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President's Message

2012 Conference Toluca, Mexico


In the News

Kwang Sik Kim, M.D. PDF Print E-mail

ImageKwang Sik Kim, M.D.
Professor and Director
Division of Pediatric Infectious Diseases
Johns Hopkins University School of Medicine
200 North Wolfe St., Room 3157
Baltimore, MD 21287
Phone: 410-614-3917
FAX: 410-614-1491
E-mail: This e-mail address is being protected from spambots. You need JavaScript enabled to view it

Dr. Kim received his pediatric training at the Louisiana State University School of medicine in New Orleans and his fellowship in pediatric infectious diseases at Harbor-UCLA medical Center, UCLA School of Medicine in Torrance, California. He began his academic career at UVLA School of Medicine and was promoted to Professor at USC School of Medicine and Head of Division of Infectious Diseases at Childrens Hospital Los Angeles in 1991. He is currently Professor and Director, Division of Pediatric Infectious Diseases at the Johns Hopkins University School of Medicine. Dr. Kim’s academic contributions have been to provide mentorship for young investigators and physician scientists at both USC and Johns Hopkins University Schools of Medicine.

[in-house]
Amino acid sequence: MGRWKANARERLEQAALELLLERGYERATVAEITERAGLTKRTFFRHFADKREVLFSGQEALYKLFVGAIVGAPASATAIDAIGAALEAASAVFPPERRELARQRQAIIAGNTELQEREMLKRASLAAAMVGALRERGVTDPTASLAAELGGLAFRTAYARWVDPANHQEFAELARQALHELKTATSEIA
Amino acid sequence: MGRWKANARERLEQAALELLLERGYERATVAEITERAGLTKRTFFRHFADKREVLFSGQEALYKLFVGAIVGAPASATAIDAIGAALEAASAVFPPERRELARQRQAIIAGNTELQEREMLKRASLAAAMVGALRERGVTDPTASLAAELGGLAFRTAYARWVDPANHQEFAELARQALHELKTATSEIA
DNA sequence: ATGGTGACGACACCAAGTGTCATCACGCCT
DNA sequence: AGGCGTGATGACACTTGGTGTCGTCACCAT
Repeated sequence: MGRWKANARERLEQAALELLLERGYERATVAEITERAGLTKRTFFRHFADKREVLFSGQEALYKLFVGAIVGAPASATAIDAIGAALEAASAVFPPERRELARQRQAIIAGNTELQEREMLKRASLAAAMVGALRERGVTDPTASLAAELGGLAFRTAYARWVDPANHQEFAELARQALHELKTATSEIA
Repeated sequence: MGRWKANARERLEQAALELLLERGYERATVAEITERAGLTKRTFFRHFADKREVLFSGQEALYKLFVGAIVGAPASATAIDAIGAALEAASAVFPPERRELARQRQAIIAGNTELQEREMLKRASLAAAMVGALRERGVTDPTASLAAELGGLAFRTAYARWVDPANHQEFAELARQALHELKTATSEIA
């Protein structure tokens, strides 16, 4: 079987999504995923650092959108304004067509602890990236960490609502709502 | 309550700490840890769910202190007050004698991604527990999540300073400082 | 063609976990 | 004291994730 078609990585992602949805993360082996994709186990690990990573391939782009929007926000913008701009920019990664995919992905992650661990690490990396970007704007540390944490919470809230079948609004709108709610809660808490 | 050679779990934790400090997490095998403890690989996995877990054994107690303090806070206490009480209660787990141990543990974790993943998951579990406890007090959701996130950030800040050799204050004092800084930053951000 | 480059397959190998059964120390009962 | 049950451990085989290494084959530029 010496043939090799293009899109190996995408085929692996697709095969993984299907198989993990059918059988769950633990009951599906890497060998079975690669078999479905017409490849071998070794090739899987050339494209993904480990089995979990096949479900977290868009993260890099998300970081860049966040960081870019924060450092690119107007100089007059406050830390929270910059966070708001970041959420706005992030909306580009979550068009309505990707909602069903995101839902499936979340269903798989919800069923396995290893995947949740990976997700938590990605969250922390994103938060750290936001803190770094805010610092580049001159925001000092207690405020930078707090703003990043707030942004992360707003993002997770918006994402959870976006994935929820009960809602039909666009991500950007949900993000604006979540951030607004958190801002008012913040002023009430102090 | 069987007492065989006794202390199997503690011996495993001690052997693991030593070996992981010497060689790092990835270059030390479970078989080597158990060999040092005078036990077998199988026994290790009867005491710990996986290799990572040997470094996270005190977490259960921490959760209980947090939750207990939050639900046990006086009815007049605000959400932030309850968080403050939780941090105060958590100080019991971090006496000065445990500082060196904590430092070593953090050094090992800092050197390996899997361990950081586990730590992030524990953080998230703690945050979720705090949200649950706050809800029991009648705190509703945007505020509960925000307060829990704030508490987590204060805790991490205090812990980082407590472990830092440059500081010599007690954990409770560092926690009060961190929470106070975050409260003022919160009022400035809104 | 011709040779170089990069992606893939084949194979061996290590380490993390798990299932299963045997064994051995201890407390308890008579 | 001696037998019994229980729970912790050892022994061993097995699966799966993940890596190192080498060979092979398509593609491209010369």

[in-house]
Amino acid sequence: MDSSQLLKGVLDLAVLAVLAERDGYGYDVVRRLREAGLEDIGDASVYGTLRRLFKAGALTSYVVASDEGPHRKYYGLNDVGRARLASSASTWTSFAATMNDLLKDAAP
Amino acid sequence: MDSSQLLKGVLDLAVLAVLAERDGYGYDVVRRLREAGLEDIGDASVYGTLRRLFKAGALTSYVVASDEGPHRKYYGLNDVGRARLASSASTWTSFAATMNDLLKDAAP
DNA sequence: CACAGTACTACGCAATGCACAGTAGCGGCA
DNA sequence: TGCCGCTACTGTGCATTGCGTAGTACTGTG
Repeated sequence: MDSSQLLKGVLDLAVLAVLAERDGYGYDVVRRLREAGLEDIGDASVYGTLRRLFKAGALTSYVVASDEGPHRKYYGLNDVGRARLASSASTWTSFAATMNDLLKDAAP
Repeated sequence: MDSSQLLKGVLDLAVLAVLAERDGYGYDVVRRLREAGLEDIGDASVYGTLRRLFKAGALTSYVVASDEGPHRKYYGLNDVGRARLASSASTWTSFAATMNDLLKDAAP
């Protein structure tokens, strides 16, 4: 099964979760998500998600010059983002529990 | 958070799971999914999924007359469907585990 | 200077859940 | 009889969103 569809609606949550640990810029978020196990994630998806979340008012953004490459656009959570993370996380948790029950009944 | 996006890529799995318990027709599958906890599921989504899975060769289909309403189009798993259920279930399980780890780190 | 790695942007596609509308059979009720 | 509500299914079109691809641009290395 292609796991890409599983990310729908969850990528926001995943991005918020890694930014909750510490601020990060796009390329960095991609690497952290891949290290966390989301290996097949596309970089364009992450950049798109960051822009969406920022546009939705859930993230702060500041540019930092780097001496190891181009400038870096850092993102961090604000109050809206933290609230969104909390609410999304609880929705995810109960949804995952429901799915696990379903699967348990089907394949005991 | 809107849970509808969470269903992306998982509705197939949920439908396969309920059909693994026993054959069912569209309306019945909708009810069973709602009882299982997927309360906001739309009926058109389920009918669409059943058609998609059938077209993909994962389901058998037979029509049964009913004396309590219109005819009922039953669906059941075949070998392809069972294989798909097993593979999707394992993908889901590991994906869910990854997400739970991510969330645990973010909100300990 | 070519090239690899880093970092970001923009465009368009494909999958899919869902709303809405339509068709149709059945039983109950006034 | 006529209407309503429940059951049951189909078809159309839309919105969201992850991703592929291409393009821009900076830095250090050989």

Dr. Kim’s scientific contribution has been in the area of central nervous system (CNS) infection, including meningitis. The current knowledge on how meningitis-causing microbes traverse the blood-brain barrier and cause meningitis is largely derived from Dr. Kim’s laboratory. Dr. Kim’s laboratory using E. coli is the first to develop the concept that microbial penetration into the CNS is the result of specific microbial interactions with the blood-brain barrier receptors, involving specific host cell signal transduction pathways. This concept has also shown to be relevant to the pathogenesis of meningitis caused by other microbes, e.g., the contribution of internalin B to Listeria invasion of human blood-brain barrier.

Dr. Kim’s laboratory has been the major force at both national and international level to advance and promote the research on the pathogenesis of CNS infection. For example, his human blood-brain barrier model has been used by many investigators in infectious diseases and microbiology disciplines throughout the world to study the pathogenesis of CNS infection.